‘The Office’ is every cultured millennial’s favorite show, and we’ll never get tired of sitting in silent, painful cringe whenever Michael Scott is on camera. However, the award-winning show can also help us understand some cybersecurity related concepts, such as social engineering.

What is Social Engineering?

Simply put, social engineering is a broad term for a set of attack techniques that a malicious actor (we’ll just refer to them as “attacker” throughout this article) can use to convince people to divulge sensitive information using psychological or emotional manipulation. With the information they glean, the attacker can then go on to further compromise a system or organization.

Examples of Social Engineering

Some common examples you may have seen or heard of include:

  • Someone calling you and pretending to be from IT and needing your password to perform some sort of task.


    Please make sure you do NOT share your password with anyone (this includes IT)

  • Someone trying to get access through a secured door by coming in behind someone without swiping their badge or key fob (this is also known as “tailgating”)
    • There are various ways someone can try to tailgate, a common method would be to have their hands full of things (e.g., cups of coffee, food delivery, folders and paperwork, etc.) so that the person who badged in before them would be polite enough to just hold the door open for them.


      We’re not saying to be impolite! But, every member of an organization is responsible for its security.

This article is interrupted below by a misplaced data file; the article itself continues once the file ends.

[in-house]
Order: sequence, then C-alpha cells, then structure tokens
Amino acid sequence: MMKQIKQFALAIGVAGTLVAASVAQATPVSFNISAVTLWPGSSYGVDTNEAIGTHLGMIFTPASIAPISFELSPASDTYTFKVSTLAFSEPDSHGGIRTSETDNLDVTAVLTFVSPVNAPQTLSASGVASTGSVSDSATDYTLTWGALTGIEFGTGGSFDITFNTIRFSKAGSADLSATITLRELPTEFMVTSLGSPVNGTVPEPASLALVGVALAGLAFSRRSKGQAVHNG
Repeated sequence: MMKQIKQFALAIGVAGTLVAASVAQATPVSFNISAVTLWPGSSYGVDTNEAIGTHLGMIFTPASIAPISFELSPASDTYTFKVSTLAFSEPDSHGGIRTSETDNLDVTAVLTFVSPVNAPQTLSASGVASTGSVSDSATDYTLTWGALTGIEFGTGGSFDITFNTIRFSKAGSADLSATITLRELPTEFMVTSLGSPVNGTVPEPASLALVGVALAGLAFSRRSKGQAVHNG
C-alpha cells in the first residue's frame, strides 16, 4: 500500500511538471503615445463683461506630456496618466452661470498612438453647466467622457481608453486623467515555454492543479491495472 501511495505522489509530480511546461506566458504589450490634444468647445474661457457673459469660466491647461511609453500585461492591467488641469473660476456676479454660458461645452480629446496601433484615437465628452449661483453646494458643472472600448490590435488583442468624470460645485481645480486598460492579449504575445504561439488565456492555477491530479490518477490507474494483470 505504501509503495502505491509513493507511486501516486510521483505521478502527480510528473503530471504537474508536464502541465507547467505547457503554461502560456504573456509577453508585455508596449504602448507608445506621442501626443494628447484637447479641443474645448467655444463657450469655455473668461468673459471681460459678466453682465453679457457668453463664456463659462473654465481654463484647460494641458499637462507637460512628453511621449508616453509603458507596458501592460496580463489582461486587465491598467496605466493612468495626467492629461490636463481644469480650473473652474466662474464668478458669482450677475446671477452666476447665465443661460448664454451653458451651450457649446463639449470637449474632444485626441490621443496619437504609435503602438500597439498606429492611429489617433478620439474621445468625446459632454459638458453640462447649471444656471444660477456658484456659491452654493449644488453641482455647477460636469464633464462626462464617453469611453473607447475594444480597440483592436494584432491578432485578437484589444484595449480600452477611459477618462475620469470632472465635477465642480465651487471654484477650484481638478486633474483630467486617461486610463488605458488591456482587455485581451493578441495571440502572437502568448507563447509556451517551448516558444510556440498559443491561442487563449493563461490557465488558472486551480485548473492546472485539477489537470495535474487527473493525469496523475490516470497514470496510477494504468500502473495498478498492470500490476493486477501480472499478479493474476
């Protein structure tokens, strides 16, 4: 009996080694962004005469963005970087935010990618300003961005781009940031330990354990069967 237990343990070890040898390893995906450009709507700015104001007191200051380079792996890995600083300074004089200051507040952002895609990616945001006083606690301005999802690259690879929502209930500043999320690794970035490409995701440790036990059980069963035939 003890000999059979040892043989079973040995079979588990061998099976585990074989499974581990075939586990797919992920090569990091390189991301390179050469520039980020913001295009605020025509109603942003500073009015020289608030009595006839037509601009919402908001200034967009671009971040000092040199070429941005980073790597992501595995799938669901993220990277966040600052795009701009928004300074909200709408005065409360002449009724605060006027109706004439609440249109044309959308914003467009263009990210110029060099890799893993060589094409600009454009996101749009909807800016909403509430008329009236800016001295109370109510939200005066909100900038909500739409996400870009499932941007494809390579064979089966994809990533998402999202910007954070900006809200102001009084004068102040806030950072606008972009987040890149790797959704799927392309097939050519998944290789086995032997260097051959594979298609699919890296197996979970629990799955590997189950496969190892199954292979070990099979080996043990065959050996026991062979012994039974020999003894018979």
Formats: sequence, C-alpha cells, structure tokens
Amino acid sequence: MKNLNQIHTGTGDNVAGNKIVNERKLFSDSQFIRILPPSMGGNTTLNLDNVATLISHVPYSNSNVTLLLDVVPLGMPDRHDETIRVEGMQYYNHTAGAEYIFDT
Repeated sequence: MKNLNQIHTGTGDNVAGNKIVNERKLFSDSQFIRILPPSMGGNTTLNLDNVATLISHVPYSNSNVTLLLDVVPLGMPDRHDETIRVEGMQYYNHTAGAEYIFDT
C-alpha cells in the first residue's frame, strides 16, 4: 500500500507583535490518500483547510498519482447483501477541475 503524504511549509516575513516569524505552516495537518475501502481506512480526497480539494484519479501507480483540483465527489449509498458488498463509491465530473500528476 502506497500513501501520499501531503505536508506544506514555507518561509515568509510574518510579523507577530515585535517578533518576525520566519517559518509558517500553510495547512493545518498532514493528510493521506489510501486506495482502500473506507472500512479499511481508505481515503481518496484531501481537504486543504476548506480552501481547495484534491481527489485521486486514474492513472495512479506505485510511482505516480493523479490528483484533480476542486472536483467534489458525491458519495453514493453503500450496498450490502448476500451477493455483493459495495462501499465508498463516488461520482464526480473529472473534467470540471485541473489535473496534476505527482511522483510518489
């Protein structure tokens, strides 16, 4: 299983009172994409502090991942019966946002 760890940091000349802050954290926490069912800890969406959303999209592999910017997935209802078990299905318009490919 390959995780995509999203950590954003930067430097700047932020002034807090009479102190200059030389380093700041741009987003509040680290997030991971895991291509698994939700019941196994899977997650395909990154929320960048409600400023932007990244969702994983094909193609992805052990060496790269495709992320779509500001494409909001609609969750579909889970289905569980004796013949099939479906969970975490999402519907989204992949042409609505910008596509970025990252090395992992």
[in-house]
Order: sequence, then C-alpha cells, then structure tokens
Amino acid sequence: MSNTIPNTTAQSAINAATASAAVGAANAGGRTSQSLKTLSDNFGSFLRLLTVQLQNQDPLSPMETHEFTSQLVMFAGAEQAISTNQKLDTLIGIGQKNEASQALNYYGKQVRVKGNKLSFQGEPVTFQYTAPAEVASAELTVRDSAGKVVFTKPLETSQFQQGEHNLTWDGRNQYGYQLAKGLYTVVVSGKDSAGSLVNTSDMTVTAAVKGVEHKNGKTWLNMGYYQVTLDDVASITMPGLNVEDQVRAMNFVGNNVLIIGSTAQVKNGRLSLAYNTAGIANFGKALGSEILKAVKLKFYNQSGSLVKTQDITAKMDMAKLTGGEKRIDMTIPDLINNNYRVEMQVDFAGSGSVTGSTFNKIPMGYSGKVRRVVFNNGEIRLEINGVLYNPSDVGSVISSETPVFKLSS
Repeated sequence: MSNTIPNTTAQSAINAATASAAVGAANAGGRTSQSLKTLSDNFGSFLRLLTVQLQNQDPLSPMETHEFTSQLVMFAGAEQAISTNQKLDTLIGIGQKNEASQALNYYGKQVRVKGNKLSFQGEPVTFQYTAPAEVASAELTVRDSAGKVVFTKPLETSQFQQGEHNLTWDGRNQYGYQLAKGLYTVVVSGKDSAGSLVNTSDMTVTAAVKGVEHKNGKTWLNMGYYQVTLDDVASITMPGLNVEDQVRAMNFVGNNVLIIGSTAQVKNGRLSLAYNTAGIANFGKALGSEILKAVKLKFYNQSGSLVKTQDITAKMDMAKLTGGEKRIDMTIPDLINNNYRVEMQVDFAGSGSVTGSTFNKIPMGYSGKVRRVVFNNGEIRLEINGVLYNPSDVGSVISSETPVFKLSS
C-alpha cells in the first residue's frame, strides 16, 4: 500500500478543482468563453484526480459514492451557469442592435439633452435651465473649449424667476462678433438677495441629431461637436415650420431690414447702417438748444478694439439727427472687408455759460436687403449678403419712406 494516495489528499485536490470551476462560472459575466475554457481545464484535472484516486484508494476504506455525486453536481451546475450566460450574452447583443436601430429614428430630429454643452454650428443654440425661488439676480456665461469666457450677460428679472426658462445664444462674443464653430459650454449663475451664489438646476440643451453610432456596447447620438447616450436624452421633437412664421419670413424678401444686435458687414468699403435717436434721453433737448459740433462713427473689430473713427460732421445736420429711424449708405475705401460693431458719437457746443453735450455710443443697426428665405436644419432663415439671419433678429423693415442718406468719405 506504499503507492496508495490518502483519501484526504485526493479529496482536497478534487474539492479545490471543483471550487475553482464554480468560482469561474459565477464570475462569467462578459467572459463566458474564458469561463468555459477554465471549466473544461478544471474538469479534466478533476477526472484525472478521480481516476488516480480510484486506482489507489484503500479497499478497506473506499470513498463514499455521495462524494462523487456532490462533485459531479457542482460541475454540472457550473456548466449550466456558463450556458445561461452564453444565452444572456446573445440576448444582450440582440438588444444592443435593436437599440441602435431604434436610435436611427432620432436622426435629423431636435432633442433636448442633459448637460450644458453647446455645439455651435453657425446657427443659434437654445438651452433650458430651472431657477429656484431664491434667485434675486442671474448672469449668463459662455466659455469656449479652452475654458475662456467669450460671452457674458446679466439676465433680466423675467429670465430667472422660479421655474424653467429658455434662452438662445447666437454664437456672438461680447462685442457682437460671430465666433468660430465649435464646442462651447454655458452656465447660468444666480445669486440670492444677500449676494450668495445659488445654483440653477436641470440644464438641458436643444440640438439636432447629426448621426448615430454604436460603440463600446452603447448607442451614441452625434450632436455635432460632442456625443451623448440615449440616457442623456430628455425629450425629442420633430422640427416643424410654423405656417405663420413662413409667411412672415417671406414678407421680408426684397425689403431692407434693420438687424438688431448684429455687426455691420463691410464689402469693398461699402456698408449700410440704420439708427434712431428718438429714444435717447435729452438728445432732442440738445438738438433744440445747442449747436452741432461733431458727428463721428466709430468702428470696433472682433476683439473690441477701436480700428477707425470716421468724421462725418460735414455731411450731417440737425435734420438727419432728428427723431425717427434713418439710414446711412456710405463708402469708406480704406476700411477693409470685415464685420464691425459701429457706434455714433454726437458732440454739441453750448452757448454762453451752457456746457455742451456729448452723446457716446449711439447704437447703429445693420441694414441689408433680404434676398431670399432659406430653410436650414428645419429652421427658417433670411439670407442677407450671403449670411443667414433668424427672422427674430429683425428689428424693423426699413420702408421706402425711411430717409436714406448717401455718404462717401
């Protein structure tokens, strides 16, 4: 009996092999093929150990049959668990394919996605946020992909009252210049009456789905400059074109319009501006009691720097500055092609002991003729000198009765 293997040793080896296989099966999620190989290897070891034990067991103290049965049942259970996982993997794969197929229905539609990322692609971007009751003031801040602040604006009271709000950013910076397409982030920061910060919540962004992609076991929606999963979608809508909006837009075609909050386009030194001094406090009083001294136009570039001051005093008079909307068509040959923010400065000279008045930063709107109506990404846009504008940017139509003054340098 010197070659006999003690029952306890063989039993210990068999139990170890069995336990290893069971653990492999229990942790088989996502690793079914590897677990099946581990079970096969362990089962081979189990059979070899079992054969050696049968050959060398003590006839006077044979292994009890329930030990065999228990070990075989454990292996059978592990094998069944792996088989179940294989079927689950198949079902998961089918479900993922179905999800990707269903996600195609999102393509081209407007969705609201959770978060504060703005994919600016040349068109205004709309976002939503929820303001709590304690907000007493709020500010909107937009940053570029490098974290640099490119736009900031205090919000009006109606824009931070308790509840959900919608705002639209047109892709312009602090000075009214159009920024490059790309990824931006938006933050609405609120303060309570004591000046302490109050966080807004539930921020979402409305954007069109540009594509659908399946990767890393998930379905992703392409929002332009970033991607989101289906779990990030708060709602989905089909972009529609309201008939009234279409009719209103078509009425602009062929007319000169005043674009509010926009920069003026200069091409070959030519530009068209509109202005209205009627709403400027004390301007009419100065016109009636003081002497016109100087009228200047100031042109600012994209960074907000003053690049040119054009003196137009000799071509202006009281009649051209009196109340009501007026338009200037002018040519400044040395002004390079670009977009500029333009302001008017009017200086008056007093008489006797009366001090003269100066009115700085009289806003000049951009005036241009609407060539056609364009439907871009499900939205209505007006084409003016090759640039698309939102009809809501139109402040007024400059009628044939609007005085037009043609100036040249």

A potential way to still be polite and assist the person while ensuring security measures are followed would be to offer to hold something for them so that they can then reach their badge or key fob in order to properly badge in and gain authorized access to the restricted area.

“I’d Never Fall For That”


It’s easy to hear some of these attacks and think that we’d never be able to be fooled by a social engineering attack.

While we aren’t judging your intelligence, we can’t underestimate our attacker’s intelligence and/or determination.

The scene below is a comical example of just how convincing someone conducting a social engineering attack can be, and just how far they might be able to go to trick or convince you that they are who they say they are.

The Scene


While this scene isn’t depicting an actual social engineering attack, it is showing how convincing an attacker can be when armed with the right information.

In the scene, Dwight is being tricked by Jim, Pam, and their friend Steve by trying to convince Dwight that Steve is actually Jim.

The ways this scene shows the effectiveness of social engineering are:

  1. With the right information, an attacker can be very convincing.
  1. Sometimes, an attacker can get their hands on insider information and use it to appear more convincing.
    • This might be due to the attacker having additional help on the inside (Pam and Jim in this scene). This process of current employees or insiders helping an attacker or trying to hurt their organization is also known as “Insider Risk” (we’ll do another article on that another time!)
    • This insider information can sometimes also come from information leaked in a data breach. If you’re curious about whether your org has been exposed to a data breach, or simply want to gain a better understanding of your org’s security risk, sign up for our free Human Risk Report!